Manuscripts should be submitted online at www.mdpi.com by registering and logging in to this website. Once you are registered, click here to go to the submission form. Manuscripts can be submitted until the deadline. All submissions that pass pre-check are peer-reviewed. Accepted papers will be published continuously in the journal (as soon as accepted) and will be listed together on the special issue website. Research articles, review articles as well as short communications are invited. For planned papers, a title and short abstract (about 100 words) can be sent to the Editorial Office for announcement on this website.

Submitted manuscripts should not have been published previously, nor be under consideration for publication elsewhere (except conference proceedings papers). All manuscripts are thoroughly refereed through a single-blind peer-review process. A guide for authors and other relevant information for submission of manuscripts is available on the Instructions for Authors page. Buildings is an international peer-reviewed open access monthly journal published by MDPI.

Please visit the Instructions for Authors page before submitting a manuscript. The Article Processing Charge (APC) for publication in this open access journal is 2600 CHF (Swiss Francs). Submitted papers should be well formatted and use good English. Authors may use MDPI's English editing service prior to publication or during author revisions.

Keywords

  • illumination engineering
  • visual comfort
  • performance
  • complexity
  • clarity
  • energy efficiency and lighting application efficacy
  • lighting simulation
  • extended reality (XR)
  • solid-state lighting

Related Special Issue

Published Papers (1 paper)

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Research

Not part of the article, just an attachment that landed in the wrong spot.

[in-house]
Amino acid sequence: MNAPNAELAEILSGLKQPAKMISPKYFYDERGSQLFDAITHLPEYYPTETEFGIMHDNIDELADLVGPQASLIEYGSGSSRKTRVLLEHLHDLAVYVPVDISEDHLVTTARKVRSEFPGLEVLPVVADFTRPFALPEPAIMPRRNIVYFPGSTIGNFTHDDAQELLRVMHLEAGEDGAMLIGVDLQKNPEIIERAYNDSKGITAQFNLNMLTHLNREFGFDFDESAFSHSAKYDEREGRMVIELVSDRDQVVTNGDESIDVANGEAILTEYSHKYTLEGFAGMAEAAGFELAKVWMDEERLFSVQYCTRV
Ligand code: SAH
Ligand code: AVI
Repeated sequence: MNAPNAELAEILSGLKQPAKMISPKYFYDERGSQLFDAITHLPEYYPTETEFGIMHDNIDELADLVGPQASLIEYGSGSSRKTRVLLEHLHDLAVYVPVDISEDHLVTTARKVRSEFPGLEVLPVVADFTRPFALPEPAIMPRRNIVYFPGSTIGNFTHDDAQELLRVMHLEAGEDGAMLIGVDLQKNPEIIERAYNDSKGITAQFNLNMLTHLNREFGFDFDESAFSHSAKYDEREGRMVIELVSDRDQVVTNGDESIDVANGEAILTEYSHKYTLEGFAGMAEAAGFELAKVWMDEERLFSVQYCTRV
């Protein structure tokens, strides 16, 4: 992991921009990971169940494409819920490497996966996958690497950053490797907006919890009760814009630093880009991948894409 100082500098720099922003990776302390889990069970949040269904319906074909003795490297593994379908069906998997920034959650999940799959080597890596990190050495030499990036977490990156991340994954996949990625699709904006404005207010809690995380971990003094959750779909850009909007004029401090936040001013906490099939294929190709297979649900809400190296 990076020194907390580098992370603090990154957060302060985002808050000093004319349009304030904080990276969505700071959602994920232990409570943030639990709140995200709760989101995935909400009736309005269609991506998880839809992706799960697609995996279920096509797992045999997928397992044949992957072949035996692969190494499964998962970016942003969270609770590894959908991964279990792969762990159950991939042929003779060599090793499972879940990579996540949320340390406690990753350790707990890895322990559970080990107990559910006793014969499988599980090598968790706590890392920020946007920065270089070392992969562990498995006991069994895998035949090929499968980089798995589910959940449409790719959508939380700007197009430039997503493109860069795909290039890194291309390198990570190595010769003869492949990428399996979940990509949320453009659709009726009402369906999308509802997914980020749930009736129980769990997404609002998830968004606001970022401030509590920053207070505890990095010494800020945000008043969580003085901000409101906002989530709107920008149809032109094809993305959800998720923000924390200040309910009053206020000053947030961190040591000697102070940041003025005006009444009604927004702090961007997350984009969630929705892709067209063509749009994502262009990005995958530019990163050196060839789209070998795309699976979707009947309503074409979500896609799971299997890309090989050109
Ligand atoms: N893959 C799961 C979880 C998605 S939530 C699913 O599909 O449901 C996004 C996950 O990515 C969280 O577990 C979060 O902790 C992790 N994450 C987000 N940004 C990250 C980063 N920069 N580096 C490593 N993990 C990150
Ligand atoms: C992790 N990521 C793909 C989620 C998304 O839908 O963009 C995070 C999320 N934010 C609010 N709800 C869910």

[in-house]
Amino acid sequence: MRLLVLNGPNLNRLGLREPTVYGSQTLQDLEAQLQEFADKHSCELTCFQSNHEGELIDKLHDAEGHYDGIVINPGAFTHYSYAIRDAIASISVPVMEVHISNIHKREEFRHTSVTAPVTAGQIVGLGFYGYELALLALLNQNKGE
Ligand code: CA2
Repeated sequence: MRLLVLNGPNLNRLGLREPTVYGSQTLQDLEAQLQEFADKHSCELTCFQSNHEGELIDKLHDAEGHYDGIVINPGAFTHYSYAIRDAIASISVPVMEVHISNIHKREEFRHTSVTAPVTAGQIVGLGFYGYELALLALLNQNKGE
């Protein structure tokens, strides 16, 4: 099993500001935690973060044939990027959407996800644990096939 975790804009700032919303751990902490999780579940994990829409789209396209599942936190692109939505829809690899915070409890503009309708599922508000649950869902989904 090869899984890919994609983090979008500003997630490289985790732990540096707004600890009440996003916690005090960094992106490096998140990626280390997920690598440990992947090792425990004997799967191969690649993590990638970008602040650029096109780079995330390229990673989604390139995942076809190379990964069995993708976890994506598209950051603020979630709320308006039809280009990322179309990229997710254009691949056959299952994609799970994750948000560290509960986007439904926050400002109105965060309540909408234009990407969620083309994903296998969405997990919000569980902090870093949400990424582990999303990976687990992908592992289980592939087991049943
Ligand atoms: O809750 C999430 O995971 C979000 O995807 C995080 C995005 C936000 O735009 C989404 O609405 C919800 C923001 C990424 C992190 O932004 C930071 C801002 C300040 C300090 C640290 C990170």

25 pages, 27011 KiB  
Article
Light as a Form of Visual Language Supporting Daily Schedules in Educational Spaces: A Design Framework
by Stavroula Angelaki and Georgios A. Triantafyllidis
Buildings 2024, 14(5), 1385; https://doi.org/10.3390/buildings14051385 - 12 May 2024
Viewed by 377
Abstract
This study explores how lighting can be employed as a visual language to enhance communication between the space and its users and develop a design framework for educational spaces. A primary school is used as a case study to apply the proposed design [...] Read more.
This study explores how lighting can be employed as a visual language to enhance communication between the space and its users and develop a design framework for educational spaces. A primary school is used as a case study to apply the proposed design framework. The study focuses on lighting interventions in existing educational spaces to support daily schedules and transitions between activities. In this context, electric light is used as an indicator, highlighting the daily schedule and activities in the space. A theoretical approach is used as a foundation for establishing the design framework that leads to lighting proposals based on the specific spatial characteristics of each study. The outcome is a design solution based on the dominant spatial elements that define the space’s identity and function. The study focuses on educational spaces and lighting for peripheral vision while considering pupils’ visual and spatial development. The proposal has the role of an additional light layer that signals transitions in terms of activities or spatial mobility. Full article
(This article belongs to the Special Issue Lighting in Buildings—2nd Edition)